The past few years have been a continuous and near-total fiscal disaster for state and local governments. The one exception is borrowing costs, which have been generally low. Indeed, they're now lower than they were even before the recession hit. In 2007, when the stock market peaked at over 14,000, unemployment was below 5%, housing values were still sky-high, and revenues were pouring in, it was more expensive for state and local governments to borrow than it is now (Chart).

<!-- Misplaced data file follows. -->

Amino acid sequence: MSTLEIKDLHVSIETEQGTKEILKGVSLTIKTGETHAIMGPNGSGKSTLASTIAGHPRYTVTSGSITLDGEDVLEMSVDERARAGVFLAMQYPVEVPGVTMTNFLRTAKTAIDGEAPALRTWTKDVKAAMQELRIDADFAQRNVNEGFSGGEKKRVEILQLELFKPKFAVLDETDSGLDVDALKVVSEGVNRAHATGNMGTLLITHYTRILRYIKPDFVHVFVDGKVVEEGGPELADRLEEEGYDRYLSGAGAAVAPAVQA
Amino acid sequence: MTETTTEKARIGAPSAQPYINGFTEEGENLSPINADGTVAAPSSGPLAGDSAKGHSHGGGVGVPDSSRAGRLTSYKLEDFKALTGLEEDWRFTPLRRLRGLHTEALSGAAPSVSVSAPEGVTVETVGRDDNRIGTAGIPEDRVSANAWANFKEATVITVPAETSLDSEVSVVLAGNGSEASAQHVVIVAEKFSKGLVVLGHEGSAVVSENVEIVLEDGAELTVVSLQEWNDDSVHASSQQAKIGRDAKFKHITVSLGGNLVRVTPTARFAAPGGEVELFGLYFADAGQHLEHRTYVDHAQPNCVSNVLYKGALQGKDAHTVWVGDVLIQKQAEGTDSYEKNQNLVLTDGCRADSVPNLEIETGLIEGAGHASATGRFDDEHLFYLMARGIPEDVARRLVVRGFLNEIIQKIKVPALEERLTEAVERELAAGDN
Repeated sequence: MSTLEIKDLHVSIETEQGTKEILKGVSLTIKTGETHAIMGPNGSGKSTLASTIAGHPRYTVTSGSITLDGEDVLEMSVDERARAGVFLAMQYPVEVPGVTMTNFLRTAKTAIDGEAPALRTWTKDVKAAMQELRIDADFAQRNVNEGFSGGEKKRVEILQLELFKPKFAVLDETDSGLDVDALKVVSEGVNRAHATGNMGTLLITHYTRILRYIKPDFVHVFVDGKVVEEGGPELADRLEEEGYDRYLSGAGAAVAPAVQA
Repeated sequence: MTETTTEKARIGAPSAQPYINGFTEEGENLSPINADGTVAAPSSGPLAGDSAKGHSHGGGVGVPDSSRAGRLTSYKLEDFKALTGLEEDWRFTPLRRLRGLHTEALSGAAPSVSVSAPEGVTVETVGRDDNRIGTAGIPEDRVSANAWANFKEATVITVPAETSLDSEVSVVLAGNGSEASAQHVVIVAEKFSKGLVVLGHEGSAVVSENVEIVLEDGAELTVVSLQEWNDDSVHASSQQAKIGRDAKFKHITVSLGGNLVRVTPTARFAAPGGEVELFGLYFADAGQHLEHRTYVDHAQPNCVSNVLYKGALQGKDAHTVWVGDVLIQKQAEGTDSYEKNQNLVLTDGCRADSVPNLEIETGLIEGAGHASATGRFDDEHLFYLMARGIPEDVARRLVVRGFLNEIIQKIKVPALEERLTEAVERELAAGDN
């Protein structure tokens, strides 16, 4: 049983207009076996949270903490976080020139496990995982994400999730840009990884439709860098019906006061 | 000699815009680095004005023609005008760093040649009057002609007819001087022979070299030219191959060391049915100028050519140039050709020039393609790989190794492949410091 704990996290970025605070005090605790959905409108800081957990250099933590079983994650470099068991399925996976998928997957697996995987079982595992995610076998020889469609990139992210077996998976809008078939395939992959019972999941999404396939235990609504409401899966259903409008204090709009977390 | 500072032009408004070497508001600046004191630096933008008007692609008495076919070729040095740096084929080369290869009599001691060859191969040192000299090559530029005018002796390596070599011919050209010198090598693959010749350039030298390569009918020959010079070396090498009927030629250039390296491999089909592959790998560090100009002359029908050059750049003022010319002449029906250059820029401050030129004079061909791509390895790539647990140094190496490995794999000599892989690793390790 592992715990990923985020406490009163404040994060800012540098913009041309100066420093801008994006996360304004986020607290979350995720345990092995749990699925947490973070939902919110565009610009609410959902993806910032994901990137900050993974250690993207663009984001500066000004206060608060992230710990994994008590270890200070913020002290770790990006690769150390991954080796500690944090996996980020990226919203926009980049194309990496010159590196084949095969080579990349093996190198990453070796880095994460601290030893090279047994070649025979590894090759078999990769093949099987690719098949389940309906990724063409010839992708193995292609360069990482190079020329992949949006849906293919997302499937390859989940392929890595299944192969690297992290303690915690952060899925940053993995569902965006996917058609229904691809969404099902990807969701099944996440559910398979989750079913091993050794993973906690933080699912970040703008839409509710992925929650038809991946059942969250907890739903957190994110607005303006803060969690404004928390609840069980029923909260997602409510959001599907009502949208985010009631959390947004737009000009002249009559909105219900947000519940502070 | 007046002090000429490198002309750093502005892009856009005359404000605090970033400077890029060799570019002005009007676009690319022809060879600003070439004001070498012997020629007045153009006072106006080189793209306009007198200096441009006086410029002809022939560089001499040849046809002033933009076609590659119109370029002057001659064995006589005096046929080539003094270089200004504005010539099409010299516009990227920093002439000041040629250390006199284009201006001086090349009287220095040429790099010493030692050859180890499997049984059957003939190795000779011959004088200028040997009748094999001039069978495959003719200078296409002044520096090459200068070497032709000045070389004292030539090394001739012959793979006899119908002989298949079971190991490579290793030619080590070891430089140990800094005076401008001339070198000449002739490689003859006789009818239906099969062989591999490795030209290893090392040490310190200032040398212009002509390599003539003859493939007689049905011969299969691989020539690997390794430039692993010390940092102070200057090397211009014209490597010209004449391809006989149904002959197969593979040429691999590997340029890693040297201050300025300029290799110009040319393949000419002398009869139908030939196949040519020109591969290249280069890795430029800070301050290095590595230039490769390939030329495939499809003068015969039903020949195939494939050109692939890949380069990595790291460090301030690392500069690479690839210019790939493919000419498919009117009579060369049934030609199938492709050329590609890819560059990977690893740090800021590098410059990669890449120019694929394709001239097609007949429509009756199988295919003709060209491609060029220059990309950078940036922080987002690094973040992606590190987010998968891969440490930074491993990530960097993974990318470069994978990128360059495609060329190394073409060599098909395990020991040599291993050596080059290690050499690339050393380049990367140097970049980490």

There have been only two blips: a sell-off during the 2008 financial crisis, and late 2010, when yields spiked because of historically-high levels of supply and Meredith Whitney's infamous call on 60 Minutes that "hundreds of billions of dollars worth of defaults" were impending.
The Federal Reserve's attack on interest rates, as well as the looming threat of federal income tax increases, soon to intensify, have helped keep money cheap for state and local borrowers.